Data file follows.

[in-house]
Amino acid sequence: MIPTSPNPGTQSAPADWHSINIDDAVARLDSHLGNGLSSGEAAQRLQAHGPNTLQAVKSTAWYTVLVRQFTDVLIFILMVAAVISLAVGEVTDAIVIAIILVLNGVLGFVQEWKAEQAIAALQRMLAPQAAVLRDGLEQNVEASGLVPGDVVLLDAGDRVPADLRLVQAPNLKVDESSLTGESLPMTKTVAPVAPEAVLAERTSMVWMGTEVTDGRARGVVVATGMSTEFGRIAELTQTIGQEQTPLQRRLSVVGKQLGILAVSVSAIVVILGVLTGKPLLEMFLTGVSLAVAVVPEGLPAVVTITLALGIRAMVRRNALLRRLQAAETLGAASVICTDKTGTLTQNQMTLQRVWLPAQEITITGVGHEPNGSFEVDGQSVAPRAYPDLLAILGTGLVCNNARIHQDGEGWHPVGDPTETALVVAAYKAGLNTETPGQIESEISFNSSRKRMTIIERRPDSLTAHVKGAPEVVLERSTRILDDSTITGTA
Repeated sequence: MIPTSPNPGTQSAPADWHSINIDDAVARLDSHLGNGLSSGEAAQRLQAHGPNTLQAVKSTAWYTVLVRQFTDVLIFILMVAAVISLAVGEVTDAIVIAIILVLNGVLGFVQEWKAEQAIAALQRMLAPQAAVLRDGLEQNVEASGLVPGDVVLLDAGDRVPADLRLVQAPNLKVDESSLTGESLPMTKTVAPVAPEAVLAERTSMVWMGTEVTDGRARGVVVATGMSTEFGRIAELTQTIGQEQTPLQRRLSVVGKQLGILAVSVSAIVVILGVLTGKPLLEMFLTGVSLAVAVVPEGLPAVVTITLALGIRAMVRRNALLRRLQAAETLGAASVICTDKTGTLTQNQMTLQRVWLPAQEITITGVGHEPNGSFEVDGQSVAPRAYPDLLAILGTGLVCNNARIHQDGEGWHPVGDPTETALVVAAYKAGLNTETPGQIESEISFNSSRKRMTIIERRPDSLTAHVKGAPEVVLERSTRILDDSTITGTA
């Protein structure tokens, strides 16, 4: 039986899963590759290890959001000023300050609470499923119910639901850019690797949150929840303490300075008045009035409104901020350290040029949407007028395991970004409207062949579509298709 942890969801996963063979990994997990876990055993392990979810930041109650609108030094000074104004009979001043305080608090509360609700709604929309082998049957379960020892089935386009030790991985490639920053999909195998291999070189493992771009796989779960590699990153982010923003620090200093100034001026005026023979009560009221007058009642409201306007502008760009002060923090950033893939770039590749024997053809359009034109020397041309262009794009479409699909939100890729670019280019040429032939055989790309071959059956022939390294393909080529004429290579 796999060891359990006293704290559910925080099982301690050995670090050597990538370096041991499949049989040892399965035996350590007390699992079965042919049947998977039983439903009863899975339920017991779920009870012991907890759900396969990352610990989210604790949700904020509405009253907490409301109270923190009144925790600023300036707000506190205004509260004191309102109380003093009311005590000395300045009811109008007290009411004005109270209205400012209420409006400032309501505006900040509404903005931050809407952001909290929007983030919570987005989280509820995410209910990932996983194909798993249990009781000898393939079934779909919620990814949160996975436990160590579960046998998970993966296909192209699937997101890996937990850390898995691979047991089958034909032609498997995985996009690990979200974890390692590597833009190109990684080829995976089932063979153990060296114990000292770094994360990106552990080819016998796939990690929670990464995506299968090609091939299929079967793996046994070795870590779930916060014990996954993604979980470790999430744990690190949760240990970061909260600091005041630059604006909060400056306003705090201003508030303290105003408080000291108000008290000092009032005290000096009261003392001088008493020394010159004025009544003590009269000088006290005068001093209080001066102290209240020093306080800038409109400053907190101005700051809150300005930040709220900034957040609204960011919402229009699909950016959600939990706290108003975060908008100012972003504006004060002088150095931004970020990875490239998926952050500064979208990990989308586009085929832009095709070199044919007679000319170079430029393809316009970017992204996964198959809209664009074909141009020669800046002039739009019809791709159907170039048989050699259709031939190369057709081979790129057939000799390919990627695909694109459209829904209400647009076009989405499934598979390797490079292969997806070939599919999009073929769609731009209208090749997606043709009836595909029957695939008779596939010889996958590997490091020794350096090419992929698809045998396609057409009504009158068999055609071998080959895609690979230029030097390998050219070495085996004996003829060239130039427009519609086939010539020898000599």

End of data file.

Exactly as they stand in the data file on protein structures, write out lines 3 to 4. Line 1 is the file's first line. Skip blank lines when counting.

Repeated sequence: MIPTSPNPGTQSAPADWHSINIDDAVARLDSHLGNGLSSGEAAQRLQAHGPNTLQAVKSTAWYTVLVRQFTDVLIFILMVAAVISLAVGEVTDAIVIAIILVLNGVLGFVQEWKAEQAIAALQRMLAPQAAVLRDGLEQNVEASGLVPGDVVLLDAGDRVPADLRLVQAPNLKVDESSLTGESLPMTKTVAPVAPEAVLAERTSMVWMGTEVTDGRARGVVVATGMSTEFGRIAELTQTIGQEQTPLQRRLSVVGKQLGILAVSVSAIVVILGVLTGKPLLEMFLTGVSLAVAVVPEGLPAVVTITLALGIRAMVRRNALLRRLQAAETLGAASVICTDKTGTLTQNQMTLQRVWLPAQEITITGVGHEPNGSFEVDGQSVAPRAYPDLLAILGTGLVCNNARIHQDGEGWHPVGDPTETALVVAAYKAGLNTETPGQIESEISFNSSRKRMTIIERRPDSLTAHVKGAPEVVLERSTRILDDSTITGTA
């Protein structure tokens, strides 16, 4: 039986899963590759290890959001000023300050609470499923119910639901850019690797949150929840303490300075008045009035409104901020350290040029949407007028395991970004409207062949579509298709 942890969801996963063979990994997990876990055993392990979810930041109650609108030094000074104004009979001043305080608090509360609700709604929309082998049957379960020892089935386009030790991985490639920053999909195998291999070189493992771009796989779960590699990153982010923003620090200093100034001026005026023979009560009221007058009642409201306007502008760009002060923090950033893939770039590749024997053809359009034109020397041309262009794009479409699909939100890729670019280019040429032939055989790309071959059956022939390294393909080529004429290579 796999060891359990006293704290559910925080099982301690050995670090050597990538370096041991499949049989040892399965035996350590007390699992079965042919049947998977039983439903009863899975339920017991779920009870012991907890759900396969990352610990989210604790949700904020509405009253907490409301109270923190009144925790600023300036707000506190205004509260004191309102109380003093009311005590000395300045009811109008007290009411004005109270209205400012209420409006400032309501505006900040509404903005931050809407952001909290929007983030919570987005989280509820995410209910990932996983194909798993249990009781000898393939079934779909919620990814949160996975436990160590579960046998998970993966296909192209699937997101890996937990850390898995691979047991089958034909032609498997995985996009690990979200974890390692590597833009190109990684080829995976089932063979153990060296114990000292770094994360990106552990080819016998796939990690929670990464995506299968090609091939299929079967793996046994070795870590779930916060014990996954993604979980470790999430744990690190949760240990970061909260600091005041630059604006909060400056306003705090201003508030303290105003408080000291108000008290000092009032005290000096009261003392001088008493020394010159004025009544003590009269000088006290005068001093209080001066102290209240020093306080800038409109400053907190101005700051809150300005930040709220900034957040609204960011919402229009699909950016959600939990706290108003975060908008100012972003504006004060002088150095931004970020990875490239998926952050500064979208990990989308586009085929832009095709070199044919007679000319170079430029393809316009970017992204996964198959809209664009074909141009020669800046002039739009019809791709159907170039048989050699259709031939190369057709081979790129057939000799390919990627695909694109459209829904209400647009076009989405499934598979390797490079292969997806070939599919999009073929769609731009209208090749997606043709009836595909029957695939008779596939010889996958590997490091020794350096090419992929698809045998396609057409009504009158068999055609071998080959895609690979230029030097390998050219070495085996004996003829060239130039427009519609086939010539020898000599």